The 13 recommendations the commission has placed for the speedy disposal of cases by the Supreme Court include the formation of a cell with the chief justice in the chair to monitor the reasons for increase in filing new cases and the delay in disposing of pending cases.

The judges have been advised to examine the merit of a case before its hearing and reject summarily if they find no merit of it, according to another recommendation.

The chief justice has been advised by a recommendation to strictly monitor the case disposal rate by each bench and to introduce the system of ‘summary disposal’.

The Law Commission feels it necessary to take action against a judge for misconduct if it seems to the chief justice that the judge has issued a ruling in a case without merit.

One of the recommendations has suggested that the chief justice, except taking part only in special and urgent case hearings, should spend most of his time in the monitoring of all courts and in taking decisions about administrative affairs.            

The commission has alerted the judges that no under-trial criminal case can remain unsettled with the High Court or the lower courts for an indefinite period contributing to the backlog of cases.

The commission has said that it is not desirable that a criminal case should remain stayed for an unidentified period pending the investigation.     

It has recommended that a new case should be listed for hearing serially by maintaining the date of its filing to do away with the bench officers’ scope for manipulating the serial of the cases.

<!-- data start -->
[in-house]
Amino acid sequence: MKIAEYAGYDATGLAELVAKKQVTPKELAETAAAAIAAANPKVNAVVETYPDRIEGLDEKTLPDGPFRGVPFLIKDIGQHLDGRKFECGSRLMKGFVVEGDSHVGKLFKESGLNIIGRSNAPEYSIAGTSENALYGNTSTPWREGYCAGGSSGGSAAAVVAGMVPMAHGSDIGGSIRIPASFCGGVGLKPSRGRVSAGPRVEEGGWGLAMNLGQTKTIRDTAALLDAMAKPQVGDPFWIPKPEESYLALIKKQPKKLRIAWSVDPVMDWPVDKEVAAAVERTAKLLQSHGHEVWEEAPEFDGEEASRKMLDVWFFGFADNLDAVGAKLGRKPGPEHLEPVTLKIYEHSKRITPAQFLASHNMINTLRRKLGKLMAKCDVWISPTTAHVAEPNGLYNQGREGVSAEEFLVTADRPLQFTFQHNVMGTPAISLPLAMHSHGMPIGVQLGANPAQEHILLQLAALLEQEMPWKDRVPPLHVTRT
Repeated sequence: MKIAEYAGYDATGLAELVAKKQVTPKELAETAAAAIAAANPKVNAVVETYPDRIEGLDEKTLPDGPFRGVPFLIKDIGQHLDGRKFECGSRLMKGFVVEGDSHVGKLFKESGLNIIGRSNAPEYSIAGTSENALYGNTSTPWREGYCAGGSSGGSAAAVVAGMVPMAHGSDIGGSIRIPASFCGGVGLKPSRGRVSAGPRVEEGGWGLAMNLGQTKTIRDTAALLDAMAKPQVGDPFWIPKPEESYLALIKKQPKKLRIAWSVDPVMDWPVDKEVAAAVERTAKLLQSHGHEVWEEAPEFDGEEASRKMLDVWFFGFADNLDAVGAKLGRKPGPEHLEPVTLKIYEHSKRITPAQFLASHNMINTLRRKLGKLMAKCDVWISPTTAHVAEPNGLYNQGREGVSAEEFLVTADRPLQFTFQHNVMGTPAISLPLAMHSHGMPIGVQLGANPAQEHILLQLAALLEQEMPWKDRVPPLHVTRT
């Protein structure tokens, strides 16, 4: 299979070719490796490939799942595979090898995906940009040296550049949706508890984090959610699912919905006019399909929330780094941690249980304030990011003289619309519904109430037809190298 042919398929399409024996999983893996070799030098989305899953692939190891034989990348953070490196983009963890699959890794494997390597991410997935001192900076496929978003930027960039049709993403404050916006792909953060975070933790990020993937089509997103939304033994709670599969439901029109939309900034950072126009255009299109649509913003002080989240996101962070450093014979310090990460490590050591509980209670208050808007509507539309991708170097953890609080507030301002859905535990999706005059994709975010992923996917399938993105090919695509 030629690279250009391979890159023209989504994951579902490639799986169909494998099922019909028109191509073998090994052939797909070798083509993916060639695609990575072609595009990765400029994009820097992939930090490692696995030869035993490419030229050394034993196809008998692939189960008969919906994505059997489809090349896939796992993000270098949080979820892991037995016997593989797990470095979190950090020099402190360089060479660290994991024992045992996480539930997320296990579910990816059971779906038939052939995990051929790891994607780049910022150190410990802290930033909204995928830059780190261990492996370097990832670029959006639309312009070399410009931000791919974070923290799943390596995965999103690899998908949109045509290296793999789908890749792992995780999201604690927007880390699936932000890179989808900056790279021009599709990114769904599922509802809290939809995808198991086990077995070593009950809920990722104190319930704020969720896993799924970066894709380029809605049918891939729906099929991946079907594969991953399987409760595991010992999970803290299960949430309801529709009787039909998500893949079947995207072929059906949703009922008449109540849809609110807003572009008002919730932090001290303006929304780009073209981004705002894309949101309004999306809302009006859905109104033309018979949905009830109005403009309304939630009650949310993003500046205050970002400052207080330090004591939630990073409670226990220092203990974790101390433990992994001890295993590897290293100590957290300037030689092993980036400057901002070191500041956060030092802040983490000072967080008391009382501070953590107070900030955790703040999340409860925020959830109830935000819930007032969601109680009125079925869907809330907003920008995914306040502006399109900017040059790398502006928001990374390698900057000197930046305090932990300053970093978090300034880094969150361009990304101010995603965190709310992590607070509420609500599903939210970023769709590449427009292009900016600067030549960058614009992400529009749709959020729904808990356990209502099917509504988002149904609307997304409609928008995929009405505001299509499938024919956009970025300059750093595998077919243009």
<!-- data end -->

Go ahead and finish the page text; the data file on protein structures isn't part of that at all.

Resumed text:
As there are corruption allegations against HC bench officers they should be monitored on a full-time basis and transferred from one bench to another regularly while the Anti-Corruption Commission should be allowed to independently conduct probes into allegations against them.

The parliamentary standing committee in 2014 asked the Law Commission to make recommendations as there were some 28 lakh cases pending with the lower courts then — nine lakh of them with magistrate courts — and 3.25 lakh cases with the High Court.         

There were 1,700 subordinate court judges and 90 High Court judges in 2014 while, as of July 29, 2021, the number of subordinate court judges was 1,764 and that of High Court judges 92.

As of December 31, 2020, a total of 39,33,186 cases were pending with the country’s courts — 34,64,998  of them with subordinate courts, 4,52,963 with the High Court and 15,225 with the Appellate Division, according to official statistics .

Asked to comment about the non-implementation of the Law Commission’s recommendations for resolving the case backlog problem, law minister Anisul Huq said that handling the Covid situation was now the first priority of the government.

‘Could we do anything except on the Covid issue in the last two years?’ the minister said.

The government has increased the number of lower court judges as per one of the recommendations, Anisul said, adding that the government has a plan to appoint more lower court judges soon.

Law Commission chairman Khairul Haque declined to comment about the matter.”

Related post

Leave a Reply

Your email address will not be published. Required fields are marked *